Comelec Chairman Benjamin Abalos is bewailing the accusations of widespread cheating that took place in some places, especially in Mindanao, during the last elections. While he expressed alarm over the reports, he seems to be more sad over the controversy generated by the cheating than the cheating itself.
He said the allegations are putting into the question the credibility of the whole electoral exercise. The allegations are eroding the public’s trust on the Comelec.
We have news for Abalos. The people’s trust in the Comelec was eroded long before the May 14 elections. Has he already forgotten “Hello Garci”? Or the failure of the Comelec to thoroughly investigate the complicity of its officials in cooking the results to favor Gloria Arroyo? (Some of those officials were even promoted. One was assigned as provincial director for Maguindanao, with predictable results.) Or the gift by the Comelec of P1 billion in taxpayers money to Mega Pacific for an electronic vote-counting contract which the Supreme Court said was anomalously awarded, was overpriced and would not work?
In the run-up to the elections, the Comelec allowed itself to be used by persons who were out to deny Alan Peter Cayetano a seat in the Senate through the fielding of a nuisance.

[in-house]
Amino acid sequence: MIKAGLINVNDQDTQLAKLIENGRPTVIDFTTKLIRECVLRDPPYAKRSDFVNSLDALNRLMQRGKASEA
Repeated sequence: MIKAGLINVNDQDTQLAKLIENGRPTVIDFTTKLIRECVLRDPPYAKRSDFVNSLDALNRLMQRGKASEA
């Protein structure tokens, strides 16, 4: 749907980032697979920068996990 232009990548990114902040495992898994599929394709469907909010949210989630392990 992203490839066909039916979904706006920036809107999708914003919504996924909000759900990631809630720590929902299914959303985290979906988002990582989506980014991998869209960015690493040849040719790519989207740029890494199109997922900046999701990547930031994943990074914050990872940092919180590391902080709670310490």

It disqualified reelectionist Naga Mayor Jess Robredo, a Magsaysay awardee for government service, by declaring him a Chinese. Two of the commissioners who ruled against Robredo, it turned out, were former law partners of a Camarines Sur administration political leader who was fielding a relative against Robredo.
It accredited a clutch of newly surfaced party list groups with links to the Palace and one, purportedly composed of tricycle operators and drivers, whose president and No. 1 nominee is a medical doctor who just happens to be Abalos’ brother.
It played dumb to the suspicious surge in the number of registered voters in areas which were considered bailiwicks of administration. The biggest increases were in the Lanao provinces and Maguindanao where voting did not take place in many municipalities.
After the elections, we’re seeing more of the same. In Biñan, Laguna, canvassing was suspended for alleged irregularities committed by the leading mayoral candidate. Why Biñan when losing candidates practically everywhere were seeking the same relief for the same alleged offenses of the winners? It just so happens that a son-in-law of Abalos was trailing badly in the count.
Abalos and company should stop shedding crocodile tears for the lost credibility of the Comelec. If they sincerely want Comelec to recover its credibility, they should resign.